Building Learning Ecosystems
Learning Environments Australasia International Conference Adelaide. – what a Winner! – A complete sellout over 600 attendees- over 50% educators !
As I prepared to resign as one of the 6 Chairs of Learning Environments Australasia Region in leaving Qld soon, it was so heartening to be part of one of the best Contemporary Educational Conferences in years. The LEA Conference focussed on rich contemporary topics from speakers such as Children’s Commissioner SA, Julia Gillard, Director General SA, Deputy VC Swinburne Uni, Louka Parry etc. If you talk to any Principal or Educator who attended you may hear how the provocations were authentic, challenging and meaningful.
Many educators were heard saying “I am surprised this conference has very little to do with physical innovative learning environments and more to do with what is rich contemporary schooling”
The first Keynote of the conference was Helen Connolly who is the SA commission we for children and young people. Her message was about seeing children as citizens with rights, the importance of engaging children as key stakeholders in school decision making and that this is actually mandated in article 12 of the UN Convention on the rights of a child. Helen is engaging in some excellent stakeholder engagement with the young people in South Australia and as a result is developing some excellent data about what children and young people care about. I can highly recommend spending some time on her website. https://www.ccyp.com.au/the-commissioner/
The second Keynote was Dr Kristin Alford who is a futurist and has developed the MOD museum in Adelaide designed to engage people in futures thinking. https://mod.org.au/
She shared some interesting perspective on futures thinking and the role of technology in futures. In particular I found her unpacking of what it means to take a “200 year present” perspective. This involves making decisions by considering what our grandparents would think and what our grandchildren would think. Her belief is that this kind of thinking helps us to sharpen and live out our values and perhaps change our decision making in the now. Her belief is that we will all become agents for change if we have a positive view of the potential future combined with a level of anger or frustration about aspects of the present that will help to motivate us and drive us forward.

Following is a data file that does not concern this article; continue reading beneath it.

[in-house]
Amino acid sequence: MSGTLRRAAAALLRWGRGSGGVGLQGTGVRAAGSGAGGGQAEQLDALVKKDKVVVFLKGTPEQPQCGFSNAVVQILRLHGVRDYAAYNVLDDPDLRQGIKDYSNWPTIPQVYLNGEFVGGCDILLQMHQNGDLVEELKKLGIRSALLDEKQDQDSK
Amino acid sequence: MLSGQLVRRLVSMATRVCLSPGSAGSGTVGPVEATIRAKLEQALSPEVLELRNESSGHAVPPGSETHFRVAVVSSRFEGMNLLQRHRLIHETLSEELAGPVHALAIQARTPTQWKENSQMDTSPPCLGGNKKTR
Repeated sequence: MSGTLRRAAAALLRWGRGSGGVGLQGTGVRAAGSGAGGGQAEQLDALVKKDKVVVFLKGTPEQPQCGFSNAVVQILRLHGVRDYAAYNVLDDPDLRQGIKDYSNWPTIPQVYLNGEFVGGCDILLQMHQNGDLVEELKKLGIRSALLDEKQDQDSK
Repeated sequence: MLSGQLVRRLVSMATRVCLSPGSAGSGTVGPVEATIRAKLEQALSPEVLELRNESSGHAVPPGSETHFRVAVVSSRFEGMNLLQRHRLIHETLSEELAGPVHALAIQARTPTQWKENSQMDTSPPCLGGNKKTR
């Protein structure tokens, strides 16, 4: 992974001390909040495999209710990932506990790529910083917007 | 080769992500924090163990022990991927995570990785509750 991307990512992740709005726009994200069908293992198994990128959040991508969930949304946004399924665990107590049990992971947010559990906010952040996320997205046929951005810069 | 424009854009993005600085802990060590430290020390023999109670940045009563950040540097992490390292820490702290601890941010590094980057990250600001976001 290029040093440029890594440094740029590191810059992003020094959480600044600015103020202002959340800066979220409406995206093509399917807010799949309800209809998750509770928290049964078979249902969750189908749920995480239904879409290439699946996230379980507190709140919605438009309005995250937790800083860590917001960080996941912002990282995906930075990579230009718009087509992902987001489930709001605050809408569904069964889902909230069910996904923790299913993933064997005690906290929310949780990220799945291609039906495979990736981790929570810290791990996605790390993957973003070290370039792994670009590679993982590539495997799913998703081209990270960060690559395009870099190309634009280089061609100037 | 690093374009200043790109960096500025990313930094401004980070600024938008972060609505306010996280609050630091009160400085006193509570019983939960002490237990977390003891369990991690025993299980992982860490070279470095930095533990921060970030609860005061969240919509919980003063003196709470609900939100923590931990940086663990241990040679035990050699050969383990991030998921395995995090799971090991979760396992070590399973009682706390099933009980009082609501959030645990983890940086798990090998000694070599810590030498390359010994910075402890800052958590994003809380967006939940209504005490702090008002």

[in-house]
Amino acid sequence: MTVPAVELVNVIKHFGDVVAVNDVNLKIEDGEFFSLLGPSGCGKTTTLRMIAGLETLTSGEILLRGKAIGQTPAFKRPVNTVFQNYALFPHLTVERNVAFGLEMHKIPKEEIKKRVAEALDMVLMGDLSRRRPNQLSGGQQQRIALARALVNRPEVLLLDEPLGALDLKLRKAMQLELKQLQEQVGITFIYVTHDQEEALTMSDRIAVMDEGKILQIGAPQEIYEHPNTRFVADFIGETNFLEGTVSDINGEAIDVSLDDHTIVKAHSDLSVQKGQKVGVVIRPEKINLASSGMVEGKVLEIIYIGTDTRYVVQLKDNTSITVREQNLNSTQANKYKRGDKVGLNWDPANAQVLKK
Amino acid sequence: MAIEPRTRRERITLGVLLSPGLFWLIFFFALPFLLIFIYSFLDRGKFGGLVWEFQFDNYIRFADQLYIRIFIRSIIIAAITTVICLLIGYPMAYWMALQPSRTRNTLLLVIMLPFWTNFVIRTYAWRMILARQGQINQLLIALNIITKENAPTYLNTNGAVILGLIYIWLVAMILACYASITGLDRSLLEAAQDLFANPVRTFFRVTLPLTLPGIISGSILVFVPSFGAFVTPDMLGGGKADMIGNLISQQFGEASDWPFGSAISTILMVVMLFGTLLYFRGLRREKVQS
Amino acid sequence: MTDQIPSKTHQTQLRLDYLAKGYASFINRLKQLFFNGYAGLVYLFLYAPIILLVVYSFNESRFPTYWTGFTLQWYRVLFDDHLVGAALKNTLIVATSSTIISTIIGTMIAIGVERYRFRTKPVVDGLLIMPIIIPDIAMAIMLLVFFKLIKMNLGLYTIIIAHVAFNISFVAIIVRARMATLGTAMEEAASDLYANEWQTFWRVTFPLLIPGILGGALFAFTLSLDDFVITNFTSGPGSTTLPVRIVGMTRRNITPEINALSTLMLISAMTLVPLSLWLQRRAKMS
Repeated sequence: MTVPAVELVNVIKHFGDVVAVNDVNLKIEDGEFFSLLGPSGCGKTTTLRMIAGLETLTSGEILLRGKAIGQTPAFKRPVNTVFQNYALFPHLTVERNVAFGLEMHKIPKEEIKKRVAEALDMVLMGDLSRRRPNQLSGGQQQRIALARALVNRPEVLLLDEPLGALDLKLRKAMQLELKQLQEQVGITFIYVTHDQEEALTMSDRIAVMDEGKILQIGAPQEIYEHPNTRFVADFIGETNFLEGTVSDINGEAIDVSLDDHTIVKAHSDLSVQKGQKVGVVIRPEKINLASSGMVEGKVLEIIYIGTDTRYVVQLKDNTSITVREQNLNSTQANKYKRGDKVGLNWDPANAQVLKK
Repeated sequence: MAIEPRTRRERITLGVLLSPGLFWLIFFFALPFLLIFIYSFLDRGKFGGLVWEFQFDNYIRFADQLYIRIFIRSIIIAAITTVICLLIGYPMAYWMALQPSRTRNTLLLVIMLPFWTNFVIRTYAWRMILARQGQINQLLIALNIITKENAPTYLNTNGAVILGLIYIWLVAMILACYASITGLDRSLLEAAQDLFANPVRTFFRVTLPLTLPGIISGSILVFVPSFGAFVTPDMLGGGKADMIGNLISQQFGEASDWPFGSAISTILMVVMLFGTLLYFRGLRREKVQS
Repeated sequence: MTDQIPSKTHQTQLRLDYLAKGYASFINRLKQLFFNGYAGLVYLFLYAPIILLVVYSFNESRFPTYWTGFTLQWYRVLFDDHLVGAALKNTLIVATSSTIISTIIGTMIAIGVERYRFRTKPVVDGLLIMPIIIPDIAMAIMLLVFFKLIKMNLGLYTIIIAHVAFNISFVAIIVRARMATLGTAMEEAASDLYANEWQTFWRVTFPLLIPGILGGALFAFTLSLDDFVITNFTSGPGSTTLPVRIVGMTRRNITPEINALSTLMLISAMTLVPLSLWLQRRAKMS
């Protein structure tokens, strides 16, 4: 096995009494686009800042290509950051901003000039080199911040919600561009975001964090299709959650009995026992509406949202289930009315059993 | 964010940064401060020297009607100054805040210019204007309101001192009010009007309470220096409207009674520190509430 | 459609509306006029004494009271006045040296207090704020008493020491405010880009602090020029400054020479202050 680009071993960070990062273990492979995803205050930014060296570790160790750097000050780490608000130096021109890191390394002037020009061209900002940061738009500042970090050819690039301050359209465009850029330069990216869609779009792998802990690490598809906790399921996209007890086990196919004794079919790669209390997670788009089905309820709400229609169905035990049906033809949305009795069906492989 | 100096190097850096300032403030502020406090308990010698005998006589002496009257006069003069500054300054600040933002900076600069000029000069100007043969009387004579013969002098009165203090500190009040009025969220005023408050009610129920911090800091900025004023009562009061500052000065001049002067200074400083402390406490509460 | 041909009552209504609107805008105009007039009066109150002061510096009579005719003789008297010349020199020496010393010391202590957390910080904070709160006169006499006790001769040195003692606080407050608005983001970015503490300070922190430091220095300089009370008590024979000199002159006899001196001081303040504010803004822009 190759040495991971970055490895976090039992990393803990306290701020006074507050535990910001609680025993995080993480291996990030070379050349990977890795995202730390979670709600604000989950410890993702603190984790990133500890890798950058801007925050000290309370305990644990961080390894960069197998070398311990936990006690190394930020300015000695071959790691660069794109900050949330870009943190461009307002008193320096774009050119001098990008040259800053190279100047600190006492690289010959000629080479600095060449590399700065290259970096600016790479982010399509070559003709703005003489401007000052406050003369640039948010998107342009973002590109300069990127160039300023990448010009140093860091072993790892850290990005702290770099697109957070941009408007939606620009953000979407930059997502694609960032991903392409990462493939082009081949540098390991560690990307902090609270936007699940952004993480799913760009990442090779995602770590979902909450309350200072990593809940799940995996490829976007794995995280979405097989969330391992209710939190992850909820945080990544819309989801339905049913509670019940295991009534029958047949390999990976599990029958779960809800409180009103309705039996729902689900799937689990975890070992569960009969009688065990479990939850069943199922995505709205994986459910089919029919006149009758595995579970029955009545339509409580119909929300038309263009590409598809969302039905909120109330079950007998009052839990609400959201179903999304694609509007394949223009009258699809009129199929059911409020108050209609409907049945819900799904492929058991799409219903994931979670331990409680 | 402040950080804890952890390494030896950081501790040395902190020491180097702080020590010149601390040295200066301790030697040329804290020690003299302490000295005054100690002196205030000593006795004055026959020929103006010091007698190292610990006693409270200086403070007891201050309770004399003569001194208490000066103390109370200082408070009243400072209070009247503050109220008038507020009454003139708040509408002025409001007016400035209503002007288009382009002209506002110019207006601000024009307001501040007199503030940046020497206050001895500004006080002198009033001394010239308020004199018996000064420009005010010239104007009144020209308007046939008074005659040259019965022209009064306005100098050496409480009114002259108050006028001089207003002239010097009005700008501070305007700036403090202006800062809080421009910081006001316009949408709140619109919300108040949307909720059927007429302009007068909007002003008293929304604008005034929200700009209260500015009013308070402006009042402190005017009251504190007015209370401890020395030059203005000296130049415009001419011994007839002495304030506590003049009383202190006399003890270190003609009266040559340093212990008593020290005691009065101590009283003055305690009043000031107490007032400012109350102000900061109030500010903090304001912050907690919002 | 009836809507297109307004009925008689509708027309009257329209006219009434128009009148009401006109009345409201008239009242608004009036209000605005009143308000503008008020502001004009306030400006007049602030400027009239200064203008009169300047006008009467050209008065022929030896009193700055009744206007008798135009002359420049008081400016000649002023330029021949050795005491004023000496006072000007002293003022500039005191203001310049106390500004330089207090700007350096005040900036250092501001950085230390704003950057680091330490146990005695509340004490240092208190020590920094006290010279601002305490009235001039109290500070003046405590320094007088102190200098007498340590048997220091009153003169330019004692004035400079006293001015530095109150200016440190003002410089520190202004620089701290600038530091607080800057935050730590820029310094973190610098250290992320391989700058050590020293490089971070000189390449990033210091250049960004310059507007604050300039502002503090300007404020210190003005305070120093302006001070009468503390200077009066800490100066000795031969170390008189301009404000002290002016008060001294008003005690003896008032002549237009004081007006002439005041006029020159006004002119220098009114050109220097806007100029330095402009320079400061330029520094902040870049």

The combination of these two mindsets will drive the belief that you can make a difference and the motivation to make it happen. I think this is very apt for the work that we do in education, particularly in the area of contemporary transformation. There is often much reference to the fact that children in our primary schools today are preparing for jobs that likely don’t exist yet. Dr Alford had some interesting perspective on this saying that Law and Medicine roles are likely to change significantly and require a very different skill set in the future than they do now and that two roles she predicts will be grief counsellors for global systems and data storytellers.
Another very interesting Keynote was Prof. Pasquale Quester who is the Vice Chancellor of Swinburne University who talked about her vision for the university and her understanding of the new role in education which is to be a curator of the experiences that lead people to learning. And finally some wise words from Louka Parry, who talked about the need for all in education to awaken the fire in young people not just to contribute to a powerful economy but also to a more just and equitable world.